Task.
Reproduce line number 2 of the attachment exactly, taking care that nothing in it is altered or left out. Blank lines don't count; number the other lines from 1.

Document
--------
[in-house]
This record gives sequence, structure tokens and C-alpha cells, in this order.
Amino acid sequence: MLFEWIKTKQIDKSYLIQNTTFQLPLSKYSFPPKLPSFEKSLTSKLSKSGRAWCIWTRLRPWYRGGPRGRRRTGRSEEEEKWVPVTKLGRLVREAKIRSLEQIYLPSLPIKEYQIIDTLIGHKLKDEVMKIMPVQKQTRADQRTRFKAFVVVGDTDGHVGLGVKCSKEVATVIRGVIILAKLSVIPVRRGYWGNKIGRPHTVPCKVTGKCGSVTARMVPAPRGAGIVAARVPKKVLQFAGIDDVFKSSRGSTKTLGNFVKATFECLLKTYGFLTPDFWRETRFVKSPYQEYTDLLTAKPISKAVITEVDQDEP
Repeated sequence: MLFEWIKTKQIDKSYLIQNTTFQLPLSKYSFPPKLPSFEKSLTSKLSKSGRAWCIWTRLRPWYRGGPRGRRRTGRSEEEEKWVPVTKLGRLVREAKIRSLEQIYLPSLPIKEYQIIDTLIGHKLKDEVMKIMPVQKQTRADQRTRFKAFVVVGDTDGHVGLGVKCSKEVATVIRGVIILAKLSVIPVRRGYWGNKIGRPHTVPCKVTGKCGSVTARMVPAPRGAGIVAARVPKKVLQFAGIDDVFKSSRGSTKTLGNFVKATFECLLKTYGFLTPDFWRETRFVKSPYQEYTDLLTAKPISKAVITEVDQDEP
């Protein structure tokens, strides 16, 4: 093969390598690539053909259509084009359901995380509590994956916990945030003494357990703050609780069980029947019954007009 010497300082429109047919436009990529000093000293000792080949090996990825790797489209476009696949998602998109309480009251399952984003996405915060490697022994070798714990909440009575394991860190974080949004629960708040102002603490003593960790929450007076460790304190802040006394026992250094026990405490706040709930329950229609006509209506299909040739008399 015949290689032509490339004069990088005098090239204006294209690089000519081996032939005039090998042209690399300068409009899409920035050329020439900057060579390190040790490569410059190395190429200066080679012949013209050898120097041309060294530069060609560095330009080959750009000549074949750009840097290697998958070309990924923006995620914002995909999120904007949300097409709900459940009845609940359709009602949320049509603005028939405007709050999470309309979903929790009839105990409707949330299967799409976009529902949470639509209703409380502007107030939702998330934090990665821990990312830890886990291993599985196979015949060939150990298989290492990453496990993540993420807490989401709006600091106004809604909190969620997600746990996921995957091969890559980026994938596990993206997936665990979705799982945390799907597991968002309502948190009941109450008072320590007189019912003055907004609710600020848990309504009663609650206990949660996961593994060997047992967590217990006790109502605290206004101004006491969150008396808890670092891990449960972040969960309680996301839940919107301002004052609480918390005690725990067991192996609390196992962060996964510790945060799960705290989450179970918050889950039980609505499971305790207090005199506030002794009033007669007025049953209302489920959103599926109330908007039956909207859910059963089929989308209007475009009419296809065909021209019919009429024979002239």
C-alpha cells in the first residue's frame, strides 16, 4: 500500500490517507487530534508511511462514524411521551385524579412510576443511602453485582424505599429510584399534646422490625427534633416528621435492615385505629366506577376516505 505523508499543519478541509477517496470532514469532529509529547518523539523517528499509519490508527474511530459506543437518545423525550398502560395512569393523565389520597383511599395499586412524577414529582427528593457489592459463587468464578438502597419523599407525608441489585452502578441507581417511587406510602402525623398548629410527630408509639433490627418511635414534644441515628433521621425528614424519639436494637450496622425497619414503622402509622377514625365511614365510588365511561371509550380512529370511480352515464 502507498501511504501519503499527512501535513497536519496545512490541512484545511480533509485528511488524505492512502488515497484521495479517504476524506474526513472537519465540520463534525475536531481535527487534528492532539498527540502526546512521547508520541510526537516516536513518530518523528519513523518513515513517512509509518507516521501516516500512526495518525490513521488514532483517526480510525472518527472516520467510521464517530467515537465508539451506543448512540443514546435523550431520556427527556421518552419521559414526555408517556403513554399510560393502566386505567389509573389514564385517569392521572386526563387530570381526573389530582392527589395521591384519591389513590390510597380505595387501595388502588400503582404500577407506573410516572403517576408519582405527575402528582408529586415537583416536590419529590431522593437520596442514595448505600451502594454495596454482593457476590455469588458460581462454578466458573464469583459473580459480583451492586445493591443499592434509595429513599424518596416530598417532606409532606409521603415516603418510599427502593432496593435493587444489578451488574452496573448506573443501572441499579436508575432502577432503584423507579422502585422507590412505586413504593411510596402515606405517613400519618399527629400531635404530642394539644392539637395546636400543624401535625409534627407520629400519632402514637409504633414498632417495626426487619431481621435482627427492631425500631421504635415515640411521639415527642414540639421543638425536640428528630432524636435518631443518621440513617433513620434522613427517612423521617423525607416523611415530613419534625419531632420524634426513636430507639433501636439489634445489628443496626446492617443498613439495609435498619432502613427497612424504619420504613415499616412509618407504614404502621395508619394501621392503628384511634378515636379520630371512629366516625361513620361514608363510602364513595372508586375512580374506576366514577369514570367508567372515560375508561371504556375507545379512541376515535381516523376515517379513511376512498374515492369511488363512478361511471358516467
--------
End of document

This record gives sequence, structure tokens and C-alpha cells, in this order.